Gracia also is home to Barcelona’s art house cinemas where films are shown in their original language. The narrow streets are host to row upon row of bars and restaurants, each more unconventional than the last. Here you’ll also find the infamous plaza, Plaça del Sol, Barcelona’s unofficial headquarters of the anarchist movement, where drinkers and musicians gather until the early hours of the morning.

The Laribal Gardens

During the early part of the 20th century, Barcelona began creating zoning laws with the idea to develop green spaces in the city to combat urban sprawl and free up parts of the city owned by affluent families. This brought in a host of landscape architects eager to leave their mark on the city.

The Laribal Gardens, in the southwest part of the city, was designed by French architect J.C.N. Forestier, and is the largest park space in the city. The characteristic design of the gardens is Arabian with ceramic tiles and ornamental water fountains. The park is full of paths that seemingly lead nowhere and are full of quiet, wisteria-lined terraces.

Parc del Laberint d’Horta

Parc del Laberint d’Horta is located in the area of Horta, which used to be the residence of a wealthy family whose social status gave birth to the creations they made. The gardens feature a labyrinth desiged in the neoclassical style featuring 750 meters of trimmed cypress trees, romantic gardens, waterfalls and canals filled with carp and fresh water turtles.

Three terraces run up the mountainside featuring statues from Greek mythological figures. At the top is is a neoclassical pavilion.

Built in 1791, the gardens were used a focal point of Barcelona´s high society social functions with views across the city. It was especially popular during the stagnant summer months since the park is blessed with a fresh breezes. In 1967 the gardens were eventually handed over to the city so that they could be opened to the public. During the summer months, the city draws only a few visitors quietly looking to escape the heat and crowds — a secret pocket of neoclassical tranquillity.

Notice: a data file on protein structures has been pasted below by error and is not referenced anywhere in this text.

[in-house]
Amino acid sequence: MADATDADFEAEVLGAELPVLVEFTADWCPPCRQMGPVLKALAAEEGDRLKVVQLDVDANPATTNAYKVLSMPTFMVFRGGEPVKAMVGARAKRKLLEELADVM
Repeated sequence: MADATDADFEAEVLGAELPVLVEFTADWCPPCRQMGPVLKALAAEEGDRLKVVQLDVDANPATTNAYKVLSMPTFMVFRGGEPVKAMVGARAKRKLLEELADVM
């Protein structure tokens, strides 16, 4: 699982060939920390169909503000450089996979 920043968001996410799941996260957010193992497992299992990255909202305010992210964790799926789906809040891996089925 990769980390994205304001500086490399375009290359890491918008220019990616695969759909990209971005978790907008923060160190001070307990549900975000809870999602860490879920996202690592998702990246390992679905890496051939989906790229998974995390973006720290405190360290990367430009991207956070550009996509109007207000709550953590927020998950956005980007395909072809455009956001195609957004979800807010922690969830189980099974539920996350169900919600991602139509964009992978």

Parc de La Creueta del Coll

Parc de La Creueta del Coll is an old quarry in the disrict of Vallcarca that was redesigned as a large outdoor swimming pool with a “Deserted Island” in the middle. The quarry also holds a bizarre 50-ton sculpture that hangs from the quarry walls. There are several terraces that lead up the hillside, and the pool is a well kept secret of the area but open to all.

Parc del Guinardó

Located next to Gaudi´s Parc Güell is the lesser known Parc del Guinardó. During the 16th century, the famous Catalan bandit and Nyerros faction member, Perot Rocaguinarda, lived in a farmhouse in the park. It is believed to contain a labyrinth of secret passages running under the park that took Rocaguinarda and his bandits from the park directly into the Gothic Quarter for criminal escapades.

The group of bandits disappeared from the area using these tunnels while under attack from the viceroy of Barcelona’s troops. Rocaguinarda was indeed so legendary that Miguel Cervantes mentions him in Don Quixote.

At the Park´s peak are several bunkers looking over the city left behind from the civil war. This park has some of the best view over Barcelona, and sitting on the bunker gives a sensation of having Barcelona at your feet.


Caradell´s book still holds many undiscovered locations, and during my walks through the city I have taken the routes that Caradell took back in 1982 and found the same places he visited still open and functioning today. As Caradell said, “Barcelona is the kind of city where you can find something without even looking for it.”

By Anthony Bain

[Festes de Gracia by jas_gd/Flickr; Plaça Sant Felip Neri by Neus Prats/Flickr]


About the Author

Anthony’s intrepid writings and accidental ramblings from deepest darkest Barcelona can be found at his blog The Barcelona Review.